I spent the weekend with my niece. She’s 18 months old and amazing: opinionated and especially verbal for her age. She lets you know exactly what she wants. We were at a mall on a rainy Saturday she wanted to ride the bright-red fire trucks in the shopping mall. Normally I’m all for fire-truck rides but she was really tired by the time we saw the trucks and I wanted her to go home and take a nap.
As she pointed at the fire trucks and stared longingly at them I sensed the looming tantrum. Her face reminded me of the look a colleague once gave me. We were planning a fundraiser and the colleague had a list of important people who he was ready to research so he could chat them up at the event. He was anxious to tackle that task. I was excited for him to do that too, but I was more worried about the logistics of the event. I needed him to research some caterers before doing a deep dive on our attendees. I had to convice both my niece and my co-worker to do something they weren’t too excited about.
You might not think my niece is like a coworker. I’m the adult, so I’m in charge, right? Not necessarily. While technically I could just pick her up and carry her away from the fire trucks, I didn’t want to leave the mall with a child screaming at the top of her lungs and kicking me in the stomach. I need to convince her it was the best thing for us, just like I needed to convince my colleague he should reach out to the caterers.
So how do you avoid the landmines that pop up in these situations? The tactics that worked with my niece also worked with my colleague.
First, call the situation by it’s true name. In my niece’s case that meant acknowledging a few things: a) the fire truck she wanted to ride was in front of her and yes, it looked fun; b) I heard and acknowledged her request that she wanted to ride it; and c) we weren’t going to be able to do that right now. I didn’t pretend like the fire truck was broken. I didn’t tell her she was crazy for wanting to ride it. I told her I understood what was happening.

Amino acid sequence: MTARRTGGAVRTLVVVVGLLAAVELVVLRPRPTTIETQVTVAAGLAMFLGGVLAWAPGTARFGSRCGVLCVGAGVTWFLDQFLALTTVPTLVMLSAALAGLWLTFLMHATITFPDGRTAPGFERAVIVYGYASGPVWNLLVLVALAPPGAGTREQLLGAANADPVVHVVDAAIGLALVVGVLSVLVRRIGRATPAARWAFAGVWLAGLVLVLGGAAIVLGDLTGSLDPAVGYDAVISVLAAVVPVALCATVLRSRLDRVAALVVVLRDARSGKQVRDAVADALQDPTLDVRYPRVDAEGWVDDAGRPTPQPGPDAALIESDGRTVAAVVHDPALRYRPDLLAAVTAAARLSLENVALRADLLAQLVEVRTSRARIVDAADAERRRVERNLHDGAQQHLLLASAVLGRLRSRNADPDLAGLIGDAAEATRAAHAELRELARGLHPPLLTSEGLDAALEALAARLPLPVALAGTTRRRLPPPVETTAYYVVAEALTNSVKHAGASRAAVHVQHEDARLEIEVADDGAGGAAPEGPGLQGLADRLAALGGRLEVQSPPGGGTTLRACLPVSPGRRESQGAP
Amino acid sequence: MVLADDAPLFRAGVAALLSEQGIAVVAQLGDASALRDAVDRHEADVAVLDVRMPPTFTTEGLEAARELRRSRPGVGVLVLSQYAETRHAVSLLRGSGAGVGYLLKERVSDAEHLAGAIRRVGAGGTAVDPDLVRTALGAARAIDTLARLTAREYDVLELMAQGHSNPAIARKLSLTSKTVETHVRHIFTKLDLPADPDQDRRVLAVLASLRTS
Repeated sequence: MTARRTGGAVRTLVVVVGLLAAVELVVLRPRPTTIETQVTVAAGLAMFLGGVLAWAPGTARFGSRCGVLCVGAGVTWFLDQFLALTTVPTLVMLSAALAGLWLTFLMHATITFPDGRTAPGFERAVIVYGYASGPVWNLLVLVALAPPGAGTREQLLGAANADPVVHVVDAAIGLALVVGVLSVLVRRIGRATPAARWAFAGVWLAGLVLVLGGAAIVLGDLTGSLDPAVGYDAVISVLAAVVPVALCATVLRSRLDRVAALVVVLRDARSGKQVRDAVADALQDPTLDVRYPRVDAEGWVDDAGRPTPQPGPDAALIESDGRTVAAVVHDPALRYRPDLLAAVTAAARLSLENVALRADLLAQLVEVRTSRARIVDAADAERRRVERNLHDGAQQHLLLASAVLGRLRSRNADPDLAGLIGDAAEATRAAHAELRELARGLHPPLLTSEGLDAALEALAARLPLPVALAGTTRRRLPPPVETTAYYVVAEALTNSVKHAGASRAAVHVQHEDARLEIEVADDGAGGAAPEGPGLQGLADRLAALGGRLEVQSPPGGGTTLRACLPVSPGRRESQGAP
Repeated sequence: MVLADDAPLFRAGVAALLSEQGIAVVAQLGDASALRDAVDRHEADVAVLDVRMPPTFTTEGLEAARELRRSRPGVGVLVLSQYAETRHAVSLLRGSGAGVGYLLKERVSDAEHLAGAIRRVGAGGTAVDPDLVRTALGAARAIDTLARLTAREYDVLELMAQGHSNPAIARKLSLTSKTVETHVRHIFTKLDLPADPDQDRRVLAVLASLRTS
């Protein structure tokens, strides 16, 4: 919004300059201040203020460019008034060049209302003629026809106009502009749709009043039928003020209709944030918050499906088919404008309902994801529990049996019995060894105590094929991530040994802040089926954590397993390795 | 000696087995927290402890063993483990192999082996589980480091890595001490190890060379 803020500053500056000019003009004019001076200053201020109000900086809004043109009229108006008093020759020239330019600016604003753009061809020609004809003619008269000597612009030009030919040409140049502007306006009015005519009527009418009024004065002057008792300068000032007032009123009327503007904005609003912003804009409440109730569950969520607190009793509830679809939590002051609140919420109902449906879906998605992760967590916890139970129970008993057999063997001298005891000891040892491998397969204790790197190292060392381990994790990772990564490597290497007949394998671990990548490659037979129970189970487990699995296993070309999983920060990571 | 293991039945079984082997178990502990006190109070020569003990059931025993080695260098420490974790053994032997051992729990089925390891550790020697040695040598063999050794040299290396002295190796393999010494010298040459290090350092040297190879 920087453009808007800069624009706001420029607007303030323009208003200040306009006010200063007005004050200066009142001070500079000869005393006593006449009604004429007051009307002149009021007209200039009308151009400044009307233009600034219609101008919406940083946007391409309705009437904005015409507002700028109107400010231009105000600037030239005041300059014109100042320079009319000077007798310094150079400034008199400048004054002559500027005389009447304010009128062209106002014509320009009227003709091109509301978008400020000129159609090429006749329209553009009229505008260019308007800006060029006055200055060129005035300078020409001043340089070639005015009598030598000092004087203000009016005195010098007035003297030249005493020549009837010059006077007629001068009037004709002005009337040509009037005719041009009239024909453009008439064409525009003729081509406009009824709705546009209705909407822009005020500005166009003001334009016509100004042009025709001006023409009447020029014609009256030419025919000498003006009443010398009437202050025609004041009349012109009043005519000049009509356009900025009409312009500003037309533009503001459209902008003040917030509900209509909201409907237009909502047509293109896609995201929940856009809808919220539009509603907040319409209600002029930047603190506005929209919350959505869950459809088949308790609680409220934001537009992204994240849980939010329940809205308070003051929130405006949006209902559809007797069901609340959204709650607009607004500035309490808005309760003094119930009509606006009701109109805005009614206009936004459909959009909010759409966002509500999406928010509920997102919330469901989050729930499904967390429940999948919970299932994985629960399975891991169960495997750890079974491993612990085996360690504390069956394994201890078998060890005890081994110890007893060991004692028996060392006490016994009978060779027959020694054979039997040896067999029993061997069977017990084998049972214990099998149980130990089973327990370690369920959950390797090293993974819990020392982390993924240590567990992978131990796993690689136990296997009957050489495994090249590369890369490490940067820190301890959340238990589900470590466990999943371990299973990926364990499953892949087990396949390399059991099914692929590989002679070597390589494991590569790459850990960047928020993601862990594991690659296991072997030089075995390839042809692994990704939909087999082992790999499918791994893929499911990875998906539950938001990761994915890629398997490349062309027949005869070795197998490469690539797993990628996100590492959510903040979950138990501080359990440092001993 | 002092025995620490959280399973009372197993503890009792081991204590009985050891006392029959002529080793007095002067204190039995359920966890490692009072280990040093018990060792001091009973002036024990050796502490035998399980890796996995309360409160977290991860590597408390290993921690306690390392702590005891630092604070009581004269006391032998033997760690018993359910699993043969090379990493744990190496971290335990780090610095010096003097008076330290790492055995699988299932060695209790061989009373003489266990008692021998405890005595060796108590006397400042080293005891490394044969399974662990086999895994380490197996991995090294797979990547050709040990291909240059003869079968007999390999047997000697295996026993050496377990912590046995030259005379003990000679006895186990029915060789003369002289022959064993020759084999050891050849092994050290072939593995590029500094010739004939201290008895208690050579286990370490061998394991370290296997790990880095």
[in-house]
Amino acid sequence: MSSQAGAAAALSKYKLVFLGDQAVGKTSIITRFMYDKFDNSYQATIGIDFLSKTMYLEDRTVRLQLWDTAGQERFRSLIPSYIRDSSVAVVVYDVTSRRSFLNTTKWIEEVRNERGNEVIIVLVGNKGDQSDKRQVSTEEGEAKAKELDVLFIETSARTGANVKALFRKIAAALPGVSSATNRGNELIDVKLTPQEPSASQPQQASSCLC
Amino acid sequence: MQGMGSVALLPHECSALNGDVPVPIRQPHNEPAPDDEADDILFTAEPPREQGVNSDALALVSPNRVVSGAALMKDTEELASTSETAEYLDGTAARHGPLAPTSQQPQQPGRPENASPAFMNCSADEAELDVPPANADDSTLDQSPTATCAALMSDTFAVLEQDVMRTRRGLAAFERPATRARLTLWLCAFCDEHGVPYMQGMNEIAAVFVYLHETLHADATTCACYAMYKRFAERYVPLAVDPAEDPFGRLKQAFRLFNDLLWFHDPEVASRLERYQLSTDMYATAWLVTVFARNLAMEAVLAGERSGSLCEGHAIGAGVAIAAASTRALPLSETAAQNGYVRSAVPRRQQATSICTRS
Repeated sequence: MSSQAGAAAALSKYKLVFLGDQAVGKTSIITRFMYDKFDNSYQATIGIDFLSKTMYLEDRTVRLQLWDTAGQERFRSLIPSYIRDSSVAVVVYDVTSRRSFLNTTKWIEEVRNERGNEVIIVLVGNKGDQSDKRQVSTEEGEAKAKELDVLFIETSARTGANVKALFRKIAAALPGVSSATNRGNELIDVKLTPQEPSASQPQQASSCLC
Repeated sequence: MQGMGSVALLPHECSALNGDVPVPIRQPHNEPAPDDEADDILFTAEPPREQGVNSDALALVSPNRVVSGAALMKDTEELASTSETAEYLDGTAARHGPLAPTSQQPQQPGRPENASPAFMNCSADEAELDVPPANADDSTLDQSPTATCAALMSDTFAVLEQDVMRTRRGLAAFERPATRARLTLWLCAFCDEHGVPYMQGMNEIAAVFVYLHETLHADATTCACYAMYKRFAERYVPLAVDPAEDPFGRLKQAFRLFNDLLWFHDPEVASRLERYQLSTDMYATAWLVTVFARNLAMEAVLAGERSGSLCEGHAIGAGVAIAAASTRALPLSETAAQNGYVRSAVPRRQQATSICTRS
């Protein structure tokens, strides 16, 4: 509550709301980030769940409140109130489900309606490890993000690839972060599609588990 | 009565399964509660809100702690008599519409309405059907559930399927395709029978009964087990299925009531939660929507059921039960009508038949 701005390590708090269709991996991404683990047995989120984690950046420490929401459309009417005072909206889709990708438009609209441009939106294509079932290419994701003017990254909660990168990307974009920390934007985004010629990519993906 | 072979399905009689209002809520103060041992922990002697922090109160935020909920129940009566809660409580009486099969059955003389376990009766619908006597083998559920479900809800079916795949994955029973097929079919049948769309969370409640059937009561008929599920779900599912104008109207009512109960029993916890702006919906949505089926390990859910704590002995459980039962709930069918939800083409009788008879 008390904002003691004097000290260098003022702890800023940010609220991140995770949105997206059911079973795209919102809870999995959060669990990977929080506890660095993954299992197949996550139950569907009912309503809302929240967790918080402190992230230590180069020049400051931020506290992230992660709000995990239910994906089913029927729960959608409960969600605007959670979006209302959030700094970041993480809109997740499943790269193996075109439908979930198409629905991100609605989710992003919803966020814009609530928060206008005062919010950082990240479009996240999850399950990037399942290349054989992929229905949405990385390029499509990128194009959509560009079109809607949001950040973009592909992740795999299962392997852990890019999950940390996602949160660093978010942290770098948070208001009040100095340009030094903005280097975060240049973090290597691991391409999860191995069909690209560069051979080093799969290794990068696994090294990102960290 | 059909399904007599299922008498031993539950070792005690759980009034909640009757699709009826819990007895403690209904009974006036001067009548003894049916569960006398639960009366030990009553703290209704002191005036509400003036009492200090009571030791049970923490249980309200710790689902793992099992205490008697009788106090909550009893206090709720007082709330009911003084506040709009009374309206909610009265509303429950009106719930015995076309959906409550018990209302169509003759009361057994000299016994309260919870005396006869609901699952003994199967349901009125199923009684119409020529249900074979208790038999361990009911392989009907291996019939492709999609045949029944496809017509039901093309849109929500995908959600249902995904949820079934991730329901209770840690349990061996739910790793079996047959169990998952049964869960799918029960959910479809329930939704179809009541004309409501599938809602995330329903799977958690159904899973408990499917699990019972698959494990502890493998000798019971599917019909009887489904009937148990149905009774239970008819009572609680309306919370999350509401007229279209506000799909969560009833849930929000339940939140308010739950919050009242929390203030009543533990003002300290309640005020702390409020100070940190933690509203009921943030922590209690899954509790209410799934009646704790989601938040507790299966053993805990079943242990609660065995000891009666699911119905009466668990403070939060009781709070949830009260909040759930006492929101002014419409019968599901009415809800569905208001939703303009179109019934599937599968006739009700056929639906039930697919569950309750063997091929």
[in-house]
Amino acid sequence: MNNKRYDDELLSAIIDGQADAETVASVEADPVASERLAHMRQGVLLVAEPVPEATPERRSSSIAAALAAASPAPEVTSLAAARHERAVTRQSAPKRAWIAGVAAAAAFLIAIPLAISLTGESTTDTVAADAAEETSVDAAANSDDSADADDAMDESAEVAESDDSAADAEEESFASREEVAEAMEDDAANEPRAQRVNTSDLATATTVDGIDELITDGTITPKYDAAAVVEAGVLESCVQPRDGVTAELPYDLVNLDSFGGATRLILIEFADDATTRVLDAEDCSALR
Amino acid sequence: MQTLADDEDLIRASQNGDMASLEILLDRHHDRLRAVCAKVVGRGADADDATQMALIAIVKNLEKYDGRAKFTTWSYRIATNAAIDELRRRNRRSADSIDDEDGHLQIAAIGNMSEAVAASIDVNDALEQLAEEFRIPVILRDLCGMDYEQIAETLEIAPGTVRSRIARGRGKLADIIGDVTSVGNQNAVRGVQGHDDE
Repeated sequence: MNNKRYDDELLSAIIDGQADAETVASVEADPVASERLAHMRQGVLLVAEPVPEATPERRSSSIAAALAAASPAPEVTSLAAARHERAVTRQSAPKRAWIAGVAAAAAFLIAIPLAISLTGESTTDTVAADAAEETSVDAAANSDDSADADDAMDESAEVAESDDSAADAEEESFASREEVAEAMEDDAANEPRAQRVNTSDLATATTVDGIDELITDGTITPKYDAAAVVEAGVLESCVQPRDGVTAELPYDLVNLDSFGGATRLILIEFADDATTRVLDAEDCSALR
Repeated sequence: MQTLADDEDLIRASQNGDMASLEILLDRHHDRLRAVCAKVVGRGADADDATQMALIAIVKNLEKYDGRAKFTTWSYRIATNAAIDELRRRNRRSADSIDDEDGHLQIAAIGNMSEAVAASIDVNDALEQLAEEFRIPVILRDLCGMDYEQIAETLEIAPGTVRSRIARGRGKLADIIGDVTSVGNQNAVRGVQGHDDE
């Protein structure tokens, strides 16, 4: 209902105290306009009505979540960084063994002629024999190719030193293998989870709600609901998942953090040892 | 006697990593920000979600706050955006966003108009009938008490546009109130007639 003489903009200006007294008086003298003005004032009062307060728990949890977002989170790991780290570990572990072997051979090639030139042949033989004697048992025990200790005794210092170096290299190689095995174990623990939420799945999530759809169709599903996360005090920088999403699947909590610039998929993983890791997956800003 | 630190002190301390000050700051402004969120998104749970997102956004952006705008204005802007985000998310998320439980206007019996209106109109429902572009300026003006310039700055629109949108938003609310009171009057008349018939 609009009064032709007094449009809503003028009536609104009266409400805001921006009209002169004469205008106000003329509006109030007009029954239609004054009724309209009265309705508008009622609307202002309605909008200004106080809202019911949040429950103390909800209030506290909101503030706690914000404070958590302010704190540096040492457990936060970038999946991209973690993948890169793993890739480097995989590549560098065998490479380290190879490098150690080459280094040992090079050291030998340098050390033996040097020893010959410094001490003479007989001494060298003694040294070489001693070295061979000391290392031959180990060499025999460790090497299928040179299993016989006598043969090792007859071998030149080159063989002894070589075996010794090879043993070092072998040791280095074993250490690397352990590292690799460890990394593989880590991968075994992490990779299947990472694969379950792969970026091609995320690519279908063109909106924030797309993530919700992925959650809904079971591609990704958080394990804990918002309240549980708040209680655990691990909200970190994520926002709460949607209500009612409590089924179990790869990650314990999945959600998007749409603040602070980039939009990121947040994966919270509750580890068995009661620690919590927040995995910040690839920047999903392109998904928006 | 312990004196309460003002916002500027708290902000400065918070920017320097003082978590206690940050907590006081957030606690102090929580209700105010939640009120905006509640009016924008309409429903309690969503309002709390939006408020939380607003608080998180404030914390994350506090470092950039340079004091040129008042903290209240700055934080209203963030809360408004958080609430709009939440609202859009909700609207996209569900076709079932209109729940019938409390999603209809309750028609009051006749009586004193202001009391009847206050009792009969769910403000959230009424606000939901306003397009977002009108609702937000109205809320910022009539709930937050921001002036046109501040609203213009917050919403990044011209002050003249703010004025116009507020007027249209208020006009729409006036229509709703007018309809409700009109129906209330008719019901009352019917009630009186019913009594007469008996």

With my coworker I said I knew he was excited to interact with the big donors. I then pointed out the donors wouldn’t be in a good mood if they didn’t have the drinks the caterer would provide.
It’s important to state both the good and bad aspects of the current situation and not try to sweep any points or feelings under the rug.
So the next time you need to manage a colleague, start with naming what’s true. You can say something like: “I know I’m not your supervisor but I’d love your help on this project.” or “This is kind of awkward because we work together but I’d like you to do X.” Saying it shows you recognize your lack of authority or power and helps open up a dialogue between you and the person you’re trying to get to take action.
Second, state the why. In my niece’s case I next told her why we couldn’t ride the fire trucks right then. I said “We have to leave in five minutes to go home and take a nap. We don’t have time.” She stared at the red cart longingly but was also clearly tired. She didn’t jump up on agreement but she didn’t start screaming either.
With my colleague I said “I’m swamped with sending out mailings for the event, confirming the entertainment and making sure we have place settings. I’m too overwhelmed to check with caterers in time to book them for the event.
Saying why you are asking your colleague to do something makes the ask land more softly. When you have to do this at work try something like “Mr. Z asked me to get your help on this.” or “I think you can do this the fastest because you called the caterers for our last event.” Are you just in a bind and don’t think you can get it done without this person’s assistance? Own it. Don’t hide the reason you are asking for your peer’s help.
Providing reasoning makes your ask more understandable. If I had told my niece “Nope. We just can’t ride these trucks,” she would have been more confused and might have screamed, but a little bit of rationale can go a long way.
Finally, make your ask with confidence. This is obvious with children. If you are wishy-washy then kids will walk all over you. If I had said “I don’t know if we can ride the truck, let’s go look.” This would have gotten her hopes up and she would have been even more disappointed when I said no. I knew my answer was no so I said that clearly to her. “There’s no time to ride the fire truck right now.”
With my colleague, I said clearly “I really need someone to price check these three catering companies by Friday. Can you help me with that?”
Saying what you want done, how you’d like it done, and the timeline for doing it. If you’ve named the truth of the situation and explained your why your colleague will appreciate the clarity of the ask. He may still present some push back but that push back will become about the assignment and not about who has authority to ask someone to do what in your office.
So the next time you need to manage sideways, picture how you’d convince a two year-old to take a nap when she’s staring at some shiny red fire trucks. Call the situation by it’s true name, state the why and act with confidence.